The Autism Mom Toolkit: The Go Bag

If you have a child, you need a Go Bag. If you have a special needs child, it’s non-negotiable. What is it? A tote full of everything you need to “go” at a moment’s notice!

Unfortunately, I learned we needed a Go Bag the hard way. One Sunday morning, we settled into the pew only to realize neither of us remembered Henry’s headphones. Rolling our eyes and sighing, Keith and I hoped for the best. All was well for a little while, and then . . . Let’s just say most of the sanctuary heard what Henry thought about the pastor’s prayer!

The gift of the Go Bag is peace of mind. Having everything you need for an outing in one place will combat the hurry-scurry before leaving home and potentially prevent meltdowns and emotional distress later – both yours and your child’s. If your child’s needs include medical care, the bag could even save his life.

Our bag contains:

1. Headphones 

Henry’s headphones aren’t needed at school as much as we anticipated (maybe the daily exposure helped him acclimate?), but he always requests them in the church sanctuary. The sound of singing en masse plus the organ is just too much, though he loves music. Even the preacher’s microphone can be irritating.

When Henry aged out of the church childcare, we brought his iPad with plug-in headphones. Over time we were able to wean him off the iPad, and now he simply uses his Baby Banz. The great thing about these is that they muffle but do not cancel sound. Henry often whispers commentary on the preaching and even asks questions.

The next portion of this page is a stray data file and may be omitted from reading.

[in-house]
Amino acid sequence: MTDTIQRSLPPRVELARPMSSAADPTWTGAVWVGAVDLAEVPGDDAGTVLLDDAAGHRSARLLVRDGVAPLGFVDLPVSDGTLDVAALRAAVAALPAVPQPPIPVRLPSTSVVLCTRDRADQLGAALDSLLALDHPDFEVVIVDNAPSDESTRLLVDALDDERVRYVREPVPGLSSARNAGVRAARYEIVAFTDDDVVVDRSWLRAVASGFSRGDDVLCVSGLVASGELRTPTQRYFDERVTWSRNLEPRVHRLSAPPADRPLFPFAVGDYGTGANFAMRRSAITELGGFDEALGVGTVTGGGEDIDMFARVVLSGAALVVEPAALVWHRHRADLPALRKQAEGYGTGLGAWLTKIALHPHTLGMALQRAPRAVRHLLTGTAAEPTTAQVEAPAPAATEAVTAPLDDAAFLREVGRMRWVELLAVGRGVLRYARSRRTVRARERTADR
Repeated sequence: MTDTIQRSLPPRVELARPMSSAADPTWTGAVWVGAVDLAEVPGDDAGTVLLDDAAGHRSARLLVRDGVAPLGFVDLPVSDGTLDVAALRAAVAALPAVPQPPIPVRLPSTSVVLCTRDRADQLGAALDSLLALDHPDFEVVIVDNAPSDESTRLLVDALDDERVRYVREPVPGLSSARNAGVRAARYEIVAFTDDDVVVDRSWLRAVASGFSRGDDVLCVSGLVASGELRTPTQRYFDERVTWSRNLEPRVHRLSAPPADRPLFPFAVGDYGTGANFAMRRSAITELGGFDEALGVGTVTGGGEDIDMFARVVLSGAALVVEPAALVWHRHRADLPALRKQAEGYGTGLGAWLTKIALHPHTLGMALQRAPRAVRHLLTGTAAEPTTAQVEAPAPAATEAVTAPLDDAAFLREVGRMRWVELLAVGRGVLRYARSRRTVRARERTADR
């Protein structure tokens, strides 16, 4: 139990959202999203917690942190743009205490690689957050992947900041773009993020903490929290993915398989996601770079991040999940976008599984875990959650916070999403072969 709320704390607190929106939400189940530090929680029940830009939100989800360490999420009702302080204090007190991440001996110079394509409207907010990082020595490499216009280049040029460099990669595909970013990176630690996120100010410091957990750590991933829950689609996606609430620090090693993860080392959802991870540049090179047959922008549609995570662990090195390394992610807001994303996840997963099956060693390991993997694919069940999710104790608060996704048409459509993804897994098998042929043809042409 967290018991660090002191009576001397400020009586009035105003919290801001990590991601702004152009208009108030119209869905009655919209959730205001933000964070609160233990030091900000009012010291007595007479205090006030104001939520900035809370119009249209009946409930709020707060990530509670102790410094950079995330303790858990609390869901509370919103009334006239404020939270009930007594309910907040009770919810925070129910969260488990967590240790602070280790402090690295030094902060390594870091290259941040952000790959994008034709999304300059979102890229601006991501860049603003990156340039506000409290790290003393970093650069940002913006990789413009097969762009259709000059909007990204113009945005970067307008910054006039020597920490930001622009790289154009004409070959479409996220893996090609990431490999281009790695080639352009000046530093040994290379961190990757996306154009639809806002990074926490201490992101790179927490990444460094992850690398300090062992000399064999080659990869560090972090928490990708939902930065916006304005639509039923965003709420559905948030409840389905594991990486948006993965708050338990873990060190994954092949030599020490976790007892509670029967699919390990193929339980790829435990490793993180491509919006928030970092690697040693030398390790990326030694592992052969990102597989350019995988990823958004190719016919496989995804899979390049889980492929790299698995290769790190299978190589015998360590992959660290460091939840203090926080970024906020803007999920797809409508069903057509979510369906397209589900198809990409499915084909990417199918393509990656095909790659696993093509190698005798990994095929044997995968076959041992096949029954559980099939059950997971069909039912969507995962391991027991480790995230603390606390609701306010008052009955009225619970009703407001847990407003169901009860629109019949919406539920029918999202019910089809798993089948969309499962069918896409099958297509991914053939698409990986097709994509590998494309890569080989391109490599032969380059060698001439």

2. Activity books

Henry has never enjoyed coloring books or drawing, but he digs hidden pictures, puzzles, mad libs, and mazes. Highlights publishes wonderful series of activity magazines for all ages, including one we love called Puzzle Mania. Amazon and your local bookseller are also great resources for activity books like those from Kumon and The Everything Kids’ Mazes Book.

3. Snacks and juice box

Snacks are a given for a family like ours. Henry’s dietary needs are, well, unique. Many of you can relate, whether your child has self-imposed dietary restrictions, food allergies, or other medical needs.

We like to use Tupperware bottles for a water/juice mix, but it’s always nice to have a juice box stashed in your bag for impromptu trips or even an emergency. Don’t do juice at your house? Toss in a water bottle or even these milk boxes that don’t need refrigeration.

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Obviously, the contents of your Go Bag will depend on your children’s needs and will change over time. (Ours used to contain a chewy train necklace, for instance.) Here are some ideas to get you started:

Diapers and wipes
Extra clothes
Medication
EpiPen
G-tube supplies
Medical gloves
Small toys
Blanket/Lovey
Stress ball
Hand fidgets
Chewable fidget or chewelry
Bubbles
Notebook and pencils/pens
Drawing pad or coloring book and crayons
PECS and/or visual schedule
Card games
iPad or other tablet
iPod loaded with soothing music

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Do you have a Go Bag? If so, did I leave something out?
Did this post inspire you to create a Go Bag for the first time? I would love to hear about how you and your child use it. Leave me a comment here or on FB anytime.

New here? Glad you made it! I write about my unique joys and challenges as Mom to Henry, a smart, tender, quick­-witted, train-loving, autistic 9-­year­-old with an infectious smile. I long to encourage autism parents and empower all to see inclusivity doesn’t have to be difficult - it can be beautiful. Like what you see? Sign up here to receive news and occasional freebies just for insiders.

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